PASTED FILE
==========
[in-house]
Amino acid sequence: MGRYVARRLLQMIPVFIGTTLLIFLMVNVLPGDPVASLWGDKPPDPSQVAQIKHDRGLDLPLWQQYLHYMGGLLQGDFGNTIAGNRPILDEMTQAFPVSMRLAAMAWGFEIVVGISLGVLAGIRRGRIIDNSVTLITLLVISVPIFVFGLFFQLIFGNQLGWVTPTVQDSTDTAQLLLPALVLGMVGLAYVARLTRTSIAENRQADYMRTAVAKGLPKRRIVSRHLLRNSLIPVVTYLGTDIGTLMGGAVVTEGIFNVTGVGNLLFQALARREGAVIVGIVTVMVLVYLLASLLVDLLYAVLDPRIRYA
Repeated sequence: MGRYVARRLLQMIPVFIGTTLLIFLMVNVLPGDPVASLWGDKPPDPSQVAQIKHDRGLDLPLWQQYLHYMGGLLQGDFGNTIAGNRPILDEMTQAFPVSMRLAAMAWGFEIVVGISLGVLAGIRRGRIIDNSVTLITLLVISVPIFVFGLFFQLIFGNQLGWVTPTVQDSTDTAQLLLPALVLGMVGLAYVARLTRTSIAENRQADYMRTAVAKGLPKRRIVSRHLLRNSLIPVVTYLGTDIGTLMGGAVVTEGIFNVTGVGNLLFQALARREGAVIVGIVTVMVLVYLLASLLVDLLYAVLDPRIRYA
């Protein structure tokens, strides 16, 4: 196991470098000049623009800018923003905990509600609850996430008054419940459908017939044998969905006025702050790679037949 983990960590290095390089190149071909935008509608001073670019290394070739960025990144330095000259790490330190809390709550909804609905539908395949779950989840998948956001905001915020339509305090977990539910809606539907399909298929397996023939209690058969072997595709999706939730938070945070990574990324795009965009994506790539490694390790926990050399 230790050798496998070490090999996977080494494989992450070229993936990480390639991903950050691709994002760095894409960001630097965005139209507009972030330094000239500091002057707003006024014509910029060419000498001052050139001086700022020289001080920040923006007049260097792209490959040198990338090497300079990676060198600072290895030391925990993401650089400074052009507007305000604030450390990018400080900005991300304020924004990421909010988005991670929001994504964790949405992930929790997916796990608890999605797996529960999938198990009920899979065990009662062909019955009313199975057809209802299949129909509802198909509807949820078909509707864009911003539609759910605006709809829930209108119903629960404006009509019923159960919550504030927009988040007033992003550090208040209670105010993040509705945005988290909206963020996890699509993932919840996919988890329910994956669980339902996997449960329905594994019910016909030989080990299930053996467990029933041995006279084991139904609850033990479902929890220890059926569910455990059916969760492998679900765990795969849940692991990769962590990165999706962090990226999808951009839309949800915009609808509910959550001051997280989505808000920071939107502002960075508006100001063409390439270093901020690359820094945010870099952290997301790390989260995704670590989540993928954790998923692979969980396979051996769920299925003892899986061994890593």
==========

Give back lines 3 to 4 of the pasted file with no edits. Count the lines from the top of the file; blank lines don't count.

Repeated sequence: MGRYVARRLLQMIPVFIGTTLLIFLMVNVLPGDPVASLWGDKPPDPSQVAQIKHDRGLDLPLWQQYLHYMGGLLQGDFGNTIAGNRPILDEMTQAFPVSMRLAAMAWGFEIVVGISLGVLAGIRRGRIIDNSVTLITLLVISVPIFVFGLFFQLIFGNQLGWVTPTVQDSTDTAQLLLPALVLGMVGLAYVARLTRTSIAENRQADYMRTAVAKGLPKRRIVSRHLLRNSLIPVVTYLGTDIGTLMGGAVVTEGIFNVTGVGNLLFQALARREGAVIVGIVTVMVLVYLLASLLVDLLYAVLDPRIRYA
């Protein structure tokens, strides 16, 4: 196991470098000049623009800018923003905990509600609850996430008054419940459908017939044998969905006025702050790679037949 983990960590290095390089190149071909935008509608001073670019290394070739960025990144330095000259790490330190809390709550909804609905539908395949779950989840998948956001905001915020339509305090977990539910809606539907399909298929397996023939209690058969072997595709999706939730938070945070990574990324795009965009994506790539490694390790926990050399 230790050798496998070490090999996977080494494989992450070229993936990480390639991903950050691709994002760095894409960001630097965005139209507009972030330094000239500091002057707003006024014509910029060419000498001052050139001086700022020289001080920040923006007049260097792209490959040198990338090497300079990676060198600072290895030391925990993401650089400074052009507007305000604030450390990018400080900005991300304020924004990421909010988005991670929001994504964790949405992930929790997916796990608890999605797996529960999938198990009920899979065990009662062909019955009313199975057809209802299949129909509802198909509807949820078909509707864009911003539609759910605006709809829930209108119903629960404006009509019923159960919550504030927009988040007033992003550090208040209670105010993040509705945005988290909206963020996890699509993932919840996919988890329910994956669980339902996997449960329905594994019910016909030989080990299930053996467990029933041995006279084991139904609850033990479902929890220890059926569910455990059916969760492998679900765990795969849940692991990769962590990165999706962090990226999808951009839309949800915009609808509910959550001051997280989505808000920071939107502002960075508006100001063409390439270093901020690359820094945010870099952290997301790390989260995704670590989540993928954790998923692979969980396979051996769920299925003892899986061994890593």